Lactic acidosis

The risk of lactic acidosis, especially with phenformin and buformin, was evident from the outset, and the controversy was fuelled when phenformin was withdrawn from the University Group Diabetes Program (UGDP) trial in the USA in 1971 [46,47,48]. Phenformin was removed from the market in the USA in 1978, and phenformin and buformin were discontinued in much of Europe around this time, although both agents can still be obtained in some countries [49]. The incidence of lactic acidosis amongst users of metformin was much lower and most cases could be attributed to inappropriate use in contraindicated patients with chronically impaired renal function or in those with acute kidney disease [47, 50, 51]. Moreover, in some studies it was debatable whether incidence rates of lactic acidosis with metformin were higher than background rates amongst individuals with maturity-onset diabetes. Nevertheless, the reputation of metformin was tarnished by association with the other biguanides, causing metformin to teeter on the very brink of discontinuation [49].

Ironically, soon after withdrawal of phenformin it was noted that about 9% of Europids have a mutation in the CYP2D6 gene, encoding the cytochrome P450 2D6 (CYP2D6) hydroxylation enzyme, causing a build-up of unmetabolised phenformin, leading to lactic acidosis [52, 53]: a problem that modern pharmacogenomics could deal with.

How did metformin survive the biguanide cull?

Clinical experience with metformin, albeit limited compared with phenformin, generally suggested a more favourable safety profile, and there were pharmacokinetic data to indicate distinct differences between metformin and the other biguanides (Fig. 4; Table 2) [40, 41]. During the 1980s, ‘non-insulin-dependent diabetes’ (replacing the term ‘maturity-onset diabetes’), as a condition, became viewed as much from the perspective of insulin resistance as beta cell failure, and the ability of metformin to counter insulin resistance generated interest [54, 55]. New information in the 1980s and early 1990s indicated that the ability of metformin to reduce hepatic gluconeogenesis and increase peripheral glucose utilisation was not merely an anaerobic consequence of respiratory-chain disruption [45]. Rather, metformin affected a raft of insulin-dependent and insulin-independent effects in ways that varied in different tissues because of the difference in the amount of drug exposure to these tissues and the activity of insulin, glucagon and pathways of nutrient metabolism within these tissues. In particular, it became evident that high levels of metformin in the intestinal wall exert insulin-independent effects that account for most of the excess lactate production associated with its use, whereas liver and muscle tissues are exposed to lower concentrations of metformin that alter post-receptor insulin signalling pathways and redirect energy-generating and storage pathways [56,57,58,59,60,61,62].

Fig. 4
figure 4

Metformin structure and pharmacokinetics. Metformin (1,1-dimethylbiguanide hydrochloride) is a relatively planar hydrophilic molecule, monoprotonated at neutral pH with several tautomeric configurations. Oral doses of 500 to1000 mg of the standard immediate-release tablet formulation are rapidly absorbed in the small intestine (time for drug to reach maximum plasma concentration after administration (Tmax), ∼2.5 h; approximately 50% bioavailability), typically giving a peak plasma concentration (Cmax) of about 2 μg/ml, and rarely >4 μg/ml, with a steady-state concentration range of 0.3–1.5 μg/ml. Plasma protein binding is negligible and distribution is extensive (usual volume of distribution [Vd], 100–300 l). Metformin has an elimination half-life (T1/2) of ∼6–7 h, or longer if renal function is impaired. It is not metabolised and is excreted in the urine unchanged, with approximately 20% of the drug being filtered, with the remaining ∼80% being secreted by the kidney [92]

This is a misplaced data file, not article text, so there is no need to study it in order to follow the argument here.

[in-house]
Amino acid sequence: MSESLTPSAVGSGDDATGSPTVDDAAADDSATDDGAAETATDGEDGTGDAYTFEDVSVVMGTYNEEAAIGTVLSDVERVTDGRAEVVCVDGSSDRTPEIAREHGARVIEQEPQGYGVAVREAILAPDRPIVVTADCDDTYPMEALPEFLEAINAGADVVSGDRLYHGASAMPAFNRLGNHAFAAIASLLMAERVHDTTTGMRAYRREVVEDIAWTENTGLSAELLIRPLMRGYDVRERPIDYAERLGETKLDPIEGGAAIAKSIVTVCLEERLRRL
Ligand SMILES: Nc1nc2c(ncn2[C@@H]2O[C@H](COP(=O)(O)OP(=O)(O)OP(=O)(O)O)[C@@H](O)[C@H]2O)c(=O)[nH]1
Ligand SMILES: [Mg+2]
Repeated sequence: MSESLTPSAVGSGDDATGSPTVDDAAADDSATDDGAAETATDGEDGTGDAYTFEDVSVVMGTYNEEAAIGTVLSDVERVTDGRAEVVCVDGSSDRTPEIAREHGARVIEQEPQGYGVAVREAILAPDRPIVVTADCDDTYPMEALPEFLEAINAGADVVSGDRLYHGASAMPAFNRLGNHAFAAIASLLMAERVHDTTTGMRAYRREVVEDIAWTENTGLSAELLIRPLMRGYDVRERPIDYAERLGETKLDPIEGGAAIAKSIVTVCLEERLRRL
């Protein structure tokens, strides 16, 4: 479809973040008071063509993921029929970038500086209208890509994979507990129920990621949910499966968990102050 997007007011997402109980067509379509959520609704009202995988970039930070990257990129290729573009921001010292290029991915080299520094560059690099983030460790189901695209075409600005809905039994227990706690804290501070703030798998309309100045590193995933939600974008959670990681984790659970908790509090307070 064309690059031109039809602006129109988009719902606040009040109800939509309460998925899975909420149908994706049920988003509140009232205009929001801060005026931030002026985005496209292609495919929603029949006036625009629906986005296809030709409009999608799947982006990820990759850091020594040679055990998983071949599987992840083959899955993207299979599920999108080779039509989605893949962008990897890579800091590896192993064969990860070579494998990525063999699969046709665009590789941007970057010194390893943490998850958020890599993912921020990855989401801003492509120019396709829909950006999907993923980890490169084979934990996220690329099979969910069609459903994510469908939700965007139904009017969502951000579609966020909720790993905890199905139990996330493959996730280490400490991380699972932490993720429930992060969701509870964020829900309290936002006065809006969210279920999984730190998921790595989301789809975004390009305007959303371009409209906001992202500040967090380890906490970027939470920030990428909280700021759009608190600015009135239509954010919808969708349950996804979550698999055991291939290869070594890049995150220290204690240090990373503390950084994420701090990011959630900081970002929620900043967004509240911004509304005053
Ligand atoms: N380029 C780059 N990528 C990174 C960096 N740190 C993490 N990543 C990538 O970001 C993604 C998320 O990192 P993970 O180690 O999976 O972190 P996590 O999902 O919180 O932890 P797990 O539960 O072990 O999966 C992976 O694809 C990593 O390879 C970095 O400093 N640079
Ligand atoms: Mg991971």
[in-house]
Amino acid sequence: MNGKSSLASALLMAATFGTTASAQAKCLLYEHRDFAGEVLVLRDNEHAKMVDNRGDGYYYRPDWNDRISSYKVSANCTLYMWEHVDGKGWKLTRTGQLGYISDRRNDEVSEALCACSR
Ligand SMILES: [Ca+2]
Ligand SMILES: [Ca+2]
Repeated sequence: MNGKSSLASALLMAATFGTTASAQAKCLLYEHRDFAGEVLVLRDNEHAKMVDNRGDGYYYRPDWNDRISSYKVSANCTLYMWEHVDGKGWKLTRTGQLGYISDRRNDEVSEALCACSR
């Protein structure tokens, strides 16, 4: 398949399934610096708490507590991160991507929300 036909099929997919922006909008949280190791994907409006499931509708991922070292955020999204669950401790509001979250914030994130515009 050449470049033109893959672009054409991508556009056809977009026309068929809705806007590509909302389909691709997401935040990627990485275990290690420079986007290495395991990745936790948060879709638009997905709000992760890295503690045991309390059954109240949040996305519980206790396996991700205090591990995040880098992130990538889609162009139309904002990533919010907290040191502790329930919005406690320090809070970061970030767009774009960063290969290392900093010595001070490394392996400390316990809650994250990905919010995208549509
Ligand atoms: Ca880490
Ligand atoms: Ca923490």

Table 2 Comparisons between metformin vs phenformin and buformin

Metformin enters the USA

With reverberations from phenformin, the US Food and Drug Administration (FDA) was hesitant about metformin, but in 1986 an approach by Lipha Pharmaceuticals (having acquired Aron Laboratories) sparked an inordinately thorough reassessment of metformin by the FDA and the sponsor. The Lipha team was led by Dr. Gerard Daniel, an inspired, meticulous and pragmatic physician reminiscent of Jean Sterne. Daniel worked tirelessly alongside another very accomplished physician, Dr. Anita Goodman, to deliver answers to an avalanche of questions from the FDA [6]. This involved a proliferation of studies by Lipha Europe plus input from a group of independent clinical scientists (initially Gerald Reaven, Ralph DeFronzo and Clifford Bailey, later joined by Robert Turner and Alan Garber) who engaged with the FDA to design the clinical trials, discuss the data and consider the implications for routine clinical use in the USA [6, 56]. The FDA approved metformin on 29 December 1994 and soon after its launch in the USA, in 1995, new key trial data were published in the New England Journal of Medicine [63]. These and later clinical studies confirmed and extended the findings from the aforementioned comparative trials conducted in Edinburgh two decades earlier, and the design of the FDA registration trials for metformin has provided a template for phase 3 evaluation of subsequent glucose-lowering agents [63, 64]. Bristol Myers Squibb acquired US marketing rights to metformin and instigated an education programme of unprecedented proportion to facilitate safe introduction of the drug, emphasising its different mode of action to sulfonylureas and the necessary cautions associated with renal impairment and hypoxaemic conditions. The value of this safety-first approach accorded with the FDA’s ‘black box warning’ reminder that is inserted in the product label and played an important role in maintaining the acknowledged safety profile of the drug [64]. As prescriber confidence grew, an extended-release formulation of metformin was approved in 2000 with reduced gastrointestinal side effects [65, 66]. Also, new fixed-dose combinations of metformin with sulfonylureas, and later with other classes of oral glucose-lowering agents, became available, taking advantage of additive efficacy when combining agents with different modes of action [67]. The key difference from earlier European fixed-dose combinations was that the dosages were based around metformin as the primary component, with doses of the second agent tailored to complement the administration schedule for metformin and to minimise risk of hypoglycaemia [68].